Knoedler Fraud Trial Settles

Most surprising was the lack of a formal announcement.

John Elderfield testifying during the Knoedler forgery trial. Photo: Elizabeth Williams, courtesy Illustrated Courtroom.
John Elderfield testifying during the Knoedler forgery trial. Photo: Elizabeth Williams, courtesy Illustrated Courtroom.

In an abrupt—though not entirely unexpected—turn, the two-and-a-half week Knoedler forgery trial in US District court in Manhattan, where collectors Eleanore and Domenico De Sole filed a $25 million lawsuit over the sale of a fake Mark Rothko painting, ended Wednesday.

Perhaps most surprising was the lack of any formal announcement, nor even an appearance in the courtroom by presiding Judge Paul Gardephe or the jury. Also absent, after two weeks of continuous attendance, were the De Soles themselves. The attorney for the De Soles, Gregory Clarick, said he was in Atlanta for a board meeting.

This followed an early adjournment on the afternoon of Tuesday, February 9, after Judge Gardephe advised the court that there had been a “development” in the case. It also coincided with the pending and eagerly awaited testimony of former Knoedler owner Michael Hammer and Ann Freedman herself.

 

The lawyers confer shortly before settling the Knoedler forgery trial. Photo: Elizabeth Williams, courtesy Illustrated Courtroom.

The lawyers confer shortly before settling the Knoedler forgery trial.
Photo: Elizabeth Williams, courtesy Illustrated Courtroom.

Shortly after 9:30 this morning, the attorneys for both the De Soles and Knoedler Galleries all filed into the judge’s chambers and emerged roughly half an hour later. As the crowded court room sat waiting expectantly, one attorney put on his coat while another, asked if this was a coffee break, joked “Is it too early for a drink?”


In response to questions from the numerous reporters in the room, the attorneys for both the De Soles and Knoedler confirmed a settlement. Though terms were not disclosed, Knoedler attorney Charles Schmerler told artnet News that it was “a fair, reasonable and good settlement,” and added that he was pleased to see the settlement with Ann Freedman, which happened this past weekend and had enabled today’s agreement.

Asked about several other pending lawsuits against Knoedler and Freedman, which allege near-identical claims, Schmerler said those cases were moving forward and that his team would continue to represent Knoedler. Observers have been wondering how this week’s settlements could potentially impact these pending claims.

“We are honored to have the opportunity to represent the De Soles on this important case,” Emily Reisbaum, one of the attorneys for the De Soles, told artnet News, “and to be able to tell the truth,” about what happened in their purchase of a purported Rothko.

A courtroom sketch of Domenico De Sole on the witness stand with the fake Rothko painting he bought from Knoedler gallery. Photo: Elizabeth Williams, courtesy ILLUSTRATED COURTROOM.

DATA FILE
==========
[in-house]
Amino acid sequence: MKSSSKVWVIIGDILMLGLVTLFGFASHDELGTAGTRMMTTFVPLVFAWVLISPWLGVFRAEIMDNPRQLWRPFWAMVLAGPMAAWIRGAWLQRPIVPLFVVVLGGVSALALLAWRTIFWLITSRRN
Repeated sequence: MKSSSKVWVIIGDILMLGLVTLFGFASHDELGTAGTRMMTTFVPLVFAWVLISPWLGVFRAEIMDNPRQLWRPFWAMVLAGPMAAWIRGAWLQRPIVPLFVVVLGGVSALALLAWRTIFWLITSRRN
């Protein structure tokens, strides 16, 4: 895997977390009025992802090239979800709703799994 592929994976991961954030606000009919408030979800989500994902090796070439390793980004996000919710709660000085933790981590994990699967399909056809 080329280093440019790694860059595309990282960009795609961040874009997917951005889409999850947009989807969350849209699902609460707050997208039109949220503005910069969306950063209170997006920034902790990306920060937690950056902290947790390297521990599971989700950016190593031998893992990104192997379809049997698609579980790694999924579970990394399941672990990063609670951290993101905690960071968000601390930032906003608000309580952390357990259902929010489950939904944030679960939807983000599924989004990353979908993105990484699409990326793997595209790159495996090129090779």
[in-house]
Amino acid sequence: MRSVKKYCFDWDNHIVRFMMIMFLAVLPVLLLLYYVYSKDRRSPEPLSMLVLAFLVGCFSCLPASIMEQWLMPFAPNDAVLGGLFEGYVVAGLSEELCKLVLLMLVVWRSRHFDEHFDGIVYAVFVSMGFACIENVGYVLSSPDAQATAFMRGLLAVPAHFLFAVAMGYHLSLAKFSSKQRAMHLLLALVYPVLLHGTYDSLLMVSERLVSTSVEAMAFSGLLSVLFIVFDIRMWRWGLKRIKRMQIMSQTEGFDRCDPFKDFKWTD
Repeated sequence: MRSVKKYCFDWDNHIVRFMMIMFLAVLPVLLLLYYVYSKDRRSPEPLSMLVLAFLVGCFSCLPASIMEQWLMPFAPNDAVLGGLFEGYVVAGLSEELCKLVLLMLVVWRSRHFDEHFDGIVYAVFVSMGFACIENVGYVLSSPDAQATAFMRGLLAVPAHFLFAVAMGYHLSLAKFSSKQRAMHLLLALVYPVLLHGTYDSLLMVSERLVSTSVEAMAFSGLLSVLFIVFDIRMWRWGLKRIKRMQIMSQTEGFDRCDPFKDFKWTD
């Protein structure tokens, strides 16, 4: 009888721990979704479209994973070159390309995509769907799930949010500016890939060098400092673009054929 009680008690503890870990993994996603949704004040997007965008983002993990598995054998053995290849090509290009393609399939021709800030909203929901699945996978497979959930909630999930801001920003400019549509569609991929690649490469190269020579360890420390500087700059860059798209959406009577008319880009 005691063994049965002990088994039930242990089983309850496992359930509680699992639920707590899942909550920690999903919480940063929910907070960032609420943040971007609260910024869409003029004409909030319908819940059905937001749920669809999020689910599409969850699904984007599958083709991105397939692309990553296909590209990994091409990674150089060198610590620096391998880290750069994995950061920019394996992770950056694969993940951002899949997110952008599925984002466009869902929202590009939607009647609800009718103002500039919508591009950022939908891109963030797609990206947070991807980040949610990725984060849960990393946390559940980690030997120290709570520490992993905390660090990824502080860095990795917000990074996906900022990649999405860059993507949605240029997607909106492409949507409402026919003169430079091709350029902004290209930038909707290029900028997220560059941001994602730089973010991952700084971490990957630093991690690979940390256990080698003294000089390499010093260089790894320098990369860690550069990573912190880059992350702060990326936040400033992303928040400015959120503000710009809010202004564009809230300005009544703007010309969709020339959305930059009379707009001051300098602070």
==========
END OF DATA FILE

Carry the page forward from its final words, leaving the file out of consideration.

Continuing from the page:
A courtroom sketch of Domenico De Sole on the witness stand with the fake Rothko painting he bought from Knoedler gallery.
Photo: Elizabeth Williams, courtesy Illustrated Courtroom.

Attorneys would not comment on the monetary amount. The De Soles, who spent $8.4 million on the painting and millions more in ensuing legal fees, were seeking $25 million.

However, in a surprising revelation that came yesterday, during testimony by former Knoedler CFO Ruth Blankschen, it was revealed that the gallery had settled a lawsuit brought by hedge fund manager Pierre LaGrange, for a fake Pollock for which he paid $17 million, for a mere $6.4 million. Given that the work had been partly owned by Canadian investor David Mirvish, it was unclear whether $6.4 million represents the entire amount of the settlement, or if additional funds were paid out.


It was an anticlimatic end to over two weeks of dramatic and often damning testimony by a parade of high-profile experts outlining how the now-shuttered Knoedler gallery and its former president Ann Freedman were able to sell tens of millions of dollars worth of formerly undocumented paintings that they convinced buyers were by the hands of famous artists such as Jackson Pollock, Willem de Kooning, Mark Rothko, and Robert Motherwell.

The US Justice Department’s criminal investigation revealed that the works were actually created by a Chinese painter named Pei-Shen Qian in Queens who was commissioned to create the works by Long Island dealer Glafira Rosales and her partner Jose Carlos Bergantiños Diaz. Rosales, the only person to plead guilty in the criminal case, is awaiting sentencing. Qian, who was indicted in 2014, has fled to China. Bergantiños Diaz, and his brother Jesus were arrested in Spain and released on bail but there has been no update on whether or not they will be extradited to the US.

A spokeswoman for the US Department of Justice told artnet News that no sentencing date has yet been set for Rosales. She would not comment on or confirm that there was an investigation.


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